The concentration requires students to demonstrate basic proficiency in Chinese, Japanese, or Korean. For the purposes of the concentration, proficiency is determined to be consistent with successful completion of the Department’s third-year course sequence in either Chinese, Japanese or Korean (0500-0600), or its equivalent. Native speakers of these languages may demonstrate competency such that language courses may be unnecessary. Department language instructors may also determine that course work completed at one of the language-intensive study abroad programs attended by our undergraduates is comparable to courses offered at Brown. Up to three upper level (700-999) language courses may count as electives for concentration credit.
Note that we do not equate completion of third-year Chinese, Japanese, or Korean with fluency in these languages. Rather, we believe that students who have demonstrated the skills associated with third-year Chinese, Japanese, or Korean have acquired a foundational understanding of the languages’ grammar, vocabularies, and conversational patterns, such that they are able to make themselves understood in everyday situations, and to understand both spoken and written communication. For the purposes of the concentration, language courses through the third-year are treated as an accompanying requirement.
The concentration requires that students complete a total of eight electives tied to their course of study, which may be defined in linguistic, chronological, thematic or cultural terms. EAST Independent Studies and GISPsdo not automatically count toward concentration credit. Students should choose their courses with the following three requirements in mind:
- EAST Requirement: At least three of the eight electives must be East Asian Studies (EAST) courses at all levels or Chinese (CHIN), Japanese (JAPN), or Korean (KREA) courses at the 1000-level and above.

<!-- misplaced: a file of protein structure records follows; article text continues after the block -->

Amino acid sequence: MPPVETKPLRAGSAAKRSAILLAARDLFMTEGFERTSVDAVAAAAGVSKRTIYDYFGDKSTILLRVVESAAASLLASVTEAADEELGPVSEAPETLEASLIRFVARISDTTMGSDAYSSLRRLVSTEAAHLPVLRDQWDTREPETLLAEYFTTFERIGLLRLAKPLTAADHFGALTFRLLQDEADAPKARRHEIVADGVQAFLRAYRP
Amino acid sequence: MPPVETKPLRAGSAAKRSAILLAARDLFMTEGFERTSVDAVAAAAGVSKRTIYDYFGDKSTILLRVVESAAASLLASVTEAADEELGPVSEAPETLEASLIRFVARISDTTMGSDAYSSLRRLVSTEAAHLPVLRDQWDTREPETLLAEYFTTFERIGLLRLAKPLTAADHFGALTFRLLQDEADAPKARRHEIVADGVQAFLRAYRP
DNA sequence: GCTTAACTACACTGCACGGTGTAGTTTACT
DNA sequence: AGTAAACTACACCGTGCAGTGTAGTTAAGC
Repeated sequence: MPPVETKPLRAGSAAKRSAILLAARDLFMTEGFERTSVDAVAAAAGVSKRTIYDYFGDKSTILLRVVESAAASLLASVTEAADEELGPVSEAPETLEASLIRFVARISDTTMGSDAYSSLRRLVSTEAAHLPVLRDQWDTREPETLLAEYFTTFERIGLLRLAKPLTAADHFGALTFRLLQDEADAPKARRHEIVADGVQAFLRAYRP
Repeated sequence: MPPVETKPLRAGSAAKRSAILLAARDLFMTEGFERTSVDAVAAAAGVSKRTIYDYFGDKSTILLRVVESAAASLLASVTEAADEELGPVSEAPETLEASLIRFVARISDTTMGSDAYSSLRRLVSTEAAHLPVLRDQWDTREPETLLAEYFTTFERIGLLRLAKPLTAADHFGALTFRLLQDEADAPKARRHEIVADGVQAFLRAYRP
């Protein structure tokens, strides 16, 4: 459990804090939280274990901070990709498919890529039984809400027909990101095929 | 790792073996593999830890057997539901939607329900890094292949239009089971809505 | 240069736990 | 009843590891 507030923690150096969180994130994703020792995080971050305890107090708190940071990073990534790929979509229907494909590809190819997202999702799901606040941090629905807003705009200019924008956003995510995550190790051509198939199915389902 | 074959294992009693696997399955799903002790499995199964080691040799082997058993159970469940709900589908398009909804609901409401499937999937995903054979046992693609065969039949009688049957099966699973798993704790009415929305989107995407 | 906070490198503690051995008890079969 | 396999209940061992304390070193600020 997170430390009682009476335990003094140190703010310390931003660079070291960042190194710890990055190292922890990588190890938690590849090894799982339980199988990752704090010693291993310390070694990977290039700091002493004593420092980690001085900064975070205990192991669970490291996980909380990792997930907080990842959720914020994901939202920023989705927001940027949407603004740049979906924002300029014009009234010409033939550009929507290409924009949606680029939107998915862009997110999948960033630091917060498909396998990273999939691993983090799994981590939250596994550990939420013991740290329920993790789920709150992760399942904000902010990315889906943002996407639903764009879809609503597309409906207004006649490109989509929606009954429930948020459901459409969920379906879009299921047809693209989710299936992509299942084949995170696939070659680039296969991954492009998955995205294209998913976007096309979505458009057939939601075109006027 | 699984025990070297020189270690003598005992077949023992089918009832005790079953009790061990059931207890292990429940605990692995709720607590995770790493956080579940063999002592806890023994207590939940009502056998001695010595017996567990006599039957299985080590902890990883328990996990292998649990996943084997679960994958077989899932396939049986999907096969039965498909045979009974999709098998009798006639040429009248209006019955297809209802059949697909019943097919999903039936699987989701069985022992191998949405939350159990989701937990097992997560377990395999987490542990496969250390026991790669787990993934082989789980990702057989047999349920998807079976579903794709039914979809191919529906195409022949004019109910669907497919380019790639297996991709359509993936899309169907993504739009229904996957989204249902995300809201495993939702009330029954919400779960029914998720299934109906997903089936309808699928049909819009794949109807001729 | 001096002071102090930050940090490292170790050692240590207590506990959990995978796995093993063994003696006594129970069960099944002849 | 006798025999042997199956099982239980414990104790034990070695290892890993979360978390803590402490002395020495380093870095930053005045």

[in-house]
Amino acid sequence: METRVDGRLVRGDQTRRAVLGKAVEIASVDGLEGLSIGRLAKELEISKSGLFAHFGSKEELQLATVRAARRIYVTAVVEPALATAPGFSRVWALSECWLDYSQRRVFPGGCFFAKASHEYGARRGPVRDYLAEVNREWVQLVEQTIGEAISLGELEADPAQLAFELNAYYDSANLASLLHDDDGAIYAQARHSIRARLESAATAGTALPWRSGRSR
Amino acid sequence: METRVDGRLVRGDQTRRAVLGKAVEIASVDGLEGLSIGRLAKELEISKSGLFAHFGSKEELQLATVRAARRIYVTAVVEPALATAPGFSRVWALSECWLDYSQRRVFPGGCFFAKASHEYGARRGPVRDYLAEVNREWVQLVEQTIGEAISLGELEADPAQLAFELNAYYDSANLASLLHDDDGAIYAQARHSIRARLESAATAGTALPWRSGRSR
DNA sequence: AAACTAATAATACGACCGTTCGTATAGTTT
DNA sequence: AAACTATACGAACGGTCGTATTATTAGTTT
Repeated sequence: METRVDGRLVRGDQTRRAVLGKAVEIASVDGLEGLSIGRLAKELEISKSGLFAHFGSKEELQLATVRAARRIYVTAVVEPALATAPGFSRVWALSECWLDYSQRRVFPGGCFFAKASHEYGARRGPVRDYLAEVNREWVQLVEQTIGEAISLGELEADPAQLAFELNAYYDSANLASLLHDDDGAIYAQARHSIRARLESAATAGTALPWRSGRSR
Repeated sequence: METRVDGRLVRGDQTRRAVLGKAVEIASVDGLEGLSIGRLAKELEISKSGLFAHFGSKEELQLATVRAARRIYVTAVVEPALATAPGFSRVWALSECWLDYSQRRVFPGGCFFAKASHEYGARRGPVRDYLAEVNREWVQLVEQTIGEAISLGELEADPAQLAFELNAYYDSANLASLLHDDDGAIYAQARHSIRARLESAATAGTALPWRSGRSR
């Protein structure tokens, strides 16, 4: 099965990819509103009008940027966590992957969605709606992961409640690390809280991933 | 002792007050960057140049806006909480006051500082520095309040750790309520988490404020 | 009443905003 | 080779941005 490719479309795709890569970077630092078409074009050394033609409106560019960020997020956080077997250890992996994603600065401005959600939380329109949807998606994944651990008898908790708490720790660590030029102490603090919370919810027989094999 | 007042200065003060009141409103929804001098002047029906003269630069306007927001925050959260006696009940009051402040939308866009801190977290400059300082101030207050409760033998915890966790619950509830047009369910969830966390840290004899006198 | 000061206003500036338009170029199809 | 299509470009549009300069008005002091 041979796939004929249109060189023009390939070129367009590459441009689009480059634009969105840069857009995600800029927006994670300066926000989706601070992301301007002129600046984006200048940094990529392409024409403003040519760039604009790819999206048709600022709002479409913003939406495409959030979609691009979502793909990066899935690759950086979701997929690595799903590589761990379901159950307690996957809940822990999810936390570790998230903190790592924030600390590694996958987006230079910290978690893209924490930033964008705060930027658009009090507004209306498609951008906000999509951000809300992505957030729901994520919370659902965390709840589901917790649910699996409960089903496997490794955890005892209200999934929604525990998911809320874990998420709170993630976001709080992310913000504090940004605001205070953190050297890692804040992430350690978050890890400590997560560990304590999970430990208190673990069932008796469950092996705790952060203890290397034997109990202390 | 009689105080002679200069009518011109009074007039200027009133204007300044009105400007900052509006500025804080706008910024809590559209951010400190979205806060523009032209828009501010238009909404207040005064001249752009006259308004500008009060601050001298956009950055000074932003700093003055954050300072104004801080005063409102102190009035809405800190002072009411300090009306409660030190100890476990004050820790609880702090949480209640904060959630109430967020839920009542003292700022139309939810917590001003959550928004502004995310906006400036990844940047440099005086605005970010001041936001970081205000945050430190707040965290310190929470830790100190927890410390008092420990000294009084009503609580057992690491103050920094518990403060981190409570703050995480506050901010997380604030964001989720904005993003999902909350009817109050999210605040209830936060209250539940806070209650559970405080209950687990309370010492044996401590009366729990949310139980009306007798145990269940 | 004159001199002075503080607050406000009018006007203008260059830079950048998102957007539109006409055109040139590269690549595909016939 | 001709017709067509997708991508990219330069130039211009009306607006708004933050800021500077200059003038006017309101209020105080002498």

- Breadth Requirement: At least one of the eight electives must focus on an East Asian country or culture other than those associated with the language the student is using to satisfy the concentration’s language requirement. A concentrator studying Chinese, for example, must choose at least one course that focuses on Korea and/or Japan.
- Senior Seminar Requirement: At least one of the eight elective courses must be an advanced research seminar, taken in the senior year.
Concentrators should confirm with the Director of Undergraduate Studies whether a particular East Asia-related course is eligible for concentration credit.
Advanced Research Seminars
The research seminar provides students with the opportunity to develop a project or paper focusing on one or more of their areas of inquiry within the concentration. Students are strongly encouraged to find ways to incorporate the use of Chinese, Japanese or Korean language materials in their research and learning in these courses. Courses falling into this advanced research category include the East Asian Studies 1950 series as well as designated seminars offered by faculty in such departments as History, Religious Studies, and Comparative Literature, among others. Please contact EAS for questions about specific courses and concentration credit. Students wishing to add courses to that list must submit their requests in writing to the Director of Undergraduate Studies at the start of the semester.
Students who are interested in developing a double concentration, including East Asian Studies as one of the two concentrations, should bear in mind that normally no more than two courses may be double-counted toward satisfying either of the two concentration programs involved.